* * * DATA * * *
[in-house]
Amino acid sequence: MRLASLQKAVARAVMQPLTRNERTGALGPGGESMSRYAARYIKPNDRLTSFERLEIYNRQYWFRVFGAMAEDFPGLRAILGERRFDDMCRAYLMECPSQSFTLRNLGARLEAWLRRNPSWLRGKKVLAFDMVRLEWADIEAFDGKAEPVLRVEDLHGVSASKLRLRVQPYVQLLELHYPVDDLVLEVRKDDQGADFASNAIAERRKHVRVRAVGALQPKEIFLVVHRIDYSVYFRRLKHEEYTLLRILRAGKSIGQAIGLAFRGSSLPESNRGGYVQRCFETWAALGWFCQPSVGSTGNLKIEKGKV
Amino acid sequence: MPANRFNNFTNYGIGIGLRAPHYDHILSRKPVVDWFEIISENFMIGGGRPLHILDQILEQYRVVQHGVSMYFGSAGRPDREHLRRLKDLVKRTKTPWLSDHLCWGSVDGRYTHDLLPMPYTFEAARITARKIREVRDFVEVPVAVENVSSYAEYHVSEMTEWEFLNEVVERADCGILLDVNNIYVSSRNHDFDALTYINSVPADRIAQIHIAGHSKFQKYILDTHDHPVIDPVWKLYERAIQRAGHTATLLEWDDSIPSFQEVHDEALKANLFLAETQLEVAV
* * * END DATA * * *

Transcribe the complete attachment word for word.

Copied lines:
[in-house]
Amino acid sequence: MRLASLQKAVARAVMQPLTRNERTGALGPGGESMSRYAARYIKPNDRLTSFERLEIYNRQYWFRVFGAMAEDFPGLRAILGERRFDDMCRAYLMECPSQSFTLRNLGARLEAWLRRNPSWLRGKKVLAFDMVRLEWADIEAFDGKAEPVLRVEDLHGVSASKLRLRVQPYVQLLELHYPVDDLVLEVRKDDQGADFASNAIAERRKHVRVRAVGALQPKEIFLVVHRIDYSVYFRRLKHEEYTLLRILRAGKSIGQAIGLAFRGSSLPESNRGGYVQRCFETWAALGWFCQPSVGSTGNLKIEKGKV
Amino acid sequence: MPANRFNNFTNYGIGIGLRAPHYDHILSRKPVVDWFEIISENFMIGGGRPLHILDQILEQYRVVQHGVSMYFGSAGRPDREHLRRLKDLVKRTKTPWLSDHLCWGSVDGRYTHDLLPMPYTFEAARITARKIREVRDFVEVPVAVENVSSYAEYHVSEMTEWEFLNEVVERADCGILLDVNNIYVSSRNHDFDALTYINSVPADRIAQIHIAGHSKFQKYILDTHDHPVIDPVWKLYERAIQRAGHTATLLEWDDSIPSFQEVHDEALKANLFLAETQLEVAV